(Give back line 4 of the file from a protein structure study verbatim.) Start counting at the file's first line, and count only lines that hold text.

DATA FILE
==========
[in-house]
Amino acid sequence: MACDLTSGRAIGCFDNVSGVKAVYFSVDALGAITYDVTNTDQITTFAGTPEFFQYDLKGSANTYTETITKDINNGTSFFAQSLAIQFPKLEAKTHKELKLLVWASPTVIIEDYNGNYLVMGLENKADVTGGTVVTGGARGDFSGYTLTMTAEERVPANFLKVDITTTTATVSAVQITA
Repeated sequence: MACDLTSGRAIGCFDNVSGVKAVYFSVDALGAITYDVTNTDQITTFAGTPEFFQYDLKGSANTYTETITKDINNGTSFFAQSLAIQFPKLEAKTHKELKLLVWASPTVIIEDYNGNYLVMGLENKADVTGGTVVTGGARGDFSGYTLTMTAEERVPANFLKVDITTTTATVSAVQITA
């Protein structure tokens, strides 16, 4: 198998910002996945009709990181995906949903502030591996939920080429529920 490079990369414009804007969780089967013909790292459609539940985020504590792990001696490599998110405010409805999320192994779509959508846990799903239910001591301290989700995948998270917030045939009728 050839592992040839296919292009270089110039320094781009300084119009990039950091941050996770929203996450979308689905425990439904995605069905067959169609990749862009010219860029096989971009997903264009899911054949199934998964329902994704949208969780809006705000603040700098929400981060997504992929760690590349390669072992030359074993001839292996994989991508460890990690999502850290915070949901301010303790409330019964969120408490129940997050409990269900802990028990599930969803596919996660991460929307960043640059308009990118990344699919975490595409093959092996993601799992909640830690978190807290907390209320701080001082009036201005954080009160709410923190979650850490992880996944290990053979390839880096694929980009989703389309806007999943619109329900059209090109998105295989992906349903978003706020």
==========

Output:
């Protein structure tokens, strides 16, 4: 198998910002996945009709990181995906949903502030591996939920080429529920 490079990369414009804007969780089967013909790292459609539940985020504590792990001696490599998110405010409805999320192994779509959508846990799903239910001591301290989700995948998270917030045939009728 050839592992040839296919292009270089110039320094781009300084119009990039950091941050996770929203996450979308689905425990439904995605069905067959169609990749862009010219860029096989971009997903264009899911054949199934998964329902994704949208969780809006705000603040700098929400981060997504992929760690590349390669072992030359074993001839292996994989991508460890990690999502850290915070949901301010303790409330019964969120408490129940997050409990269900802990028990599930969803596919996660991460929307960043640059308009990118990344699919975490595409093959092996993601799992909640830690978190807290907390209320701080001082009036201005954080009160709410923190979650850490992880996944290990053979390839880096694929980009989703389309806007999943619109329900059209090109998105295989992906349903978003706020």